or die "Unable to connect: $DBI::errstr";



  # So we don't have to check every DBI call we set RaiseError.
  # See the DBI docs now if you're not familiar with RaiseError.
  $db->{RaiseError} = 1;



  # Example 1
  #
  # Calling a PLSQL procedure that takes no parameters. This shows you the
  # basic's of what you need to execute a PLSQL procedure. Just wrap your
  # procedure call in a BEGIN END; block just like you'd do in SQL*Plus.
  #
  # p.s. If you've used SQL*Plus's exec command all it does is wrap the
  #      command in a BEGIN END; block for you.



  $csr = $db->prepare(q{
    BEGIN
      PLSQL_EXAMPLE.PROC_NP;
    END;
  });
  $csr->execute;



  # Example 2
  #
  # Now we call a procedure that has 1 IN parameter. Here we use bind_param
  # to bind out parameter to the prepared statement just like you might
  # do for an INSERT, UPDATE, DELETE, or SELECT statement.
  #
  # I could have used positional placeholders (e.g. :1, :2, etc.) or
  # ODBC style placeholders (e.g. ?), but I prefer Oracle's named
  # placeholders (but few DBI drivers support them so they're not portable).



  my $err_code = -20001;



  $csr = $db->prepare(q{
        BEGIN
            PLSQL_EXAMPLE.PROC_IN(:err_code);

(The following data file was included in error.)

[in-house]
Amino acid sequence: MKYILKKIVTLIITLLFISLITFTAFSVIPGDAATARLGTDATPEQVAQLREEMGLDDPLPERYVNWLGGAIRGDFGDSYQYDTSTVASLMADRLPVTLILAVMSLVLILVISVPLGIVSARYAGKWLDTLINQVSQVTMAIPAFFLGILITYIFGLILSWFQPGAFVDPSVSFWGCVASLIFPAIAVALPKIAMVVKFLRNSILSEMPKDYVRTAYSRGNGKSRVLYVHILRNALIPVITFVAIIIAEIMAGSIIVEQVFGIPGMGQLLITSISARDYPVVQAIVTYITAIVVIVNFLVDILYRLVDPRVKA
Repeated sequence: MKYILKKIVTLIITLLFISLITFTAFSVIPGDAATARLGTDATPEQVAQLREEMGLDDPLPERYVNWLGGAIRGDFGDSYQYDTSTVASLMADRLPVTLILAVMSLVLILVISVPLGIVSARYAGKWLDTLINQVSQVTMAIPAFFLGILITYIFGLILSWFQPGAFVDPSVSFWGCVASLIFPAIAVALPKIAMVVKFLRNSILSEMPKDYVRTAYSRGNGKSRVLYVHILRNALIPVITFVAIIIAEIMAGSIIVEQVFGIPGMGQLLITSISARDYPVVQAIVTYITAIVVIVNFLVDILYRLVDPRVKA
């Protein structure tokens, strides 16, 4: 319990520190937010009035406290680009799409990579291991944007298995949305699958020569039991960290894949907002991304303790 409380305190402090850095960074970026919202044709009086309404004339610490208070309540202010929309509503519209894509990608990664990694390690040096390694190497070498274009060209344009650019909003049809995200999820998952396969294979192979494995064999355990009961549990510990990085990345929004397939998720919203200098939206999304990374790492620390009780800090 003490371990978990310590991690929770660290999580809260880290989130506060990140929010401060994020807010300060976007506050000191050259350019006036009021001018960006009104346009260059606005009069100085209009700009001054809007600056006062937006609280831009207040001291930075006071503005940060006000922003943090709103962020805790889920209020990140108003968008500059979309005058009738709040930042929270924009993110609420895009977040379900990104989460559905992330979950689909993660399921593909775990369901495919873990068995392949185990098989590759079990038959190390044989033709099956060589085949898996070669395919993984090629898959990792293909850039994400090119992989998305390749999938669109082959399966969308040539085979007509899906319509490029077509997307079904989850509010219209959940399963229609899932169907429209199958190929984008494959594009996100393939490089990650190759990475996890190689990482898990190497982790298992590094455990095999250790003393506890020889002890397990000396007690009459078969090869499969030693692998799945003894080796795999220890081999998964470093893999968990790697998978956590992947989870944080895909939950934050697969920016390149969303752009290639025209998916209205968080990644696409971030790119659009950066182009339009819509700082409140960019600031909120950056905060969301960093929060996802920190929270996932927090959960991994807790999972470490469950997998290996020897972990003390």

END;
  });



  $csr->bind_param(":err_code", $err_code);



  # PROC_IN will RAISE_APPLICATION_ERROR which will cause the execute to 'fail'.
  # Because we set RaiseError, the DBI will croak (die) so we catch that with eval.
  eval {
    $csr->execute;
  };
  print 'After proc_in: $@=',"'$@', errstr=$DBI::errstr, ret_val=$ret_val\n";



  # Example 3
  #
  # Building on the last example, I've added 1 IN OUT parameter. We still
  # use a placeholders in the call to prepare, the difference is that
  # we now call bind_param_inout to bind the value to the place holder.
  #
  # Note that the third parameter to bind_param_inout is the maximum size
  # of the variable. You normally make this slightly larger than necessary.
  # But note that the perl variable will have that much memory assigned to
  # it even if the actual value returned is shorter.



  my $test_num = 5;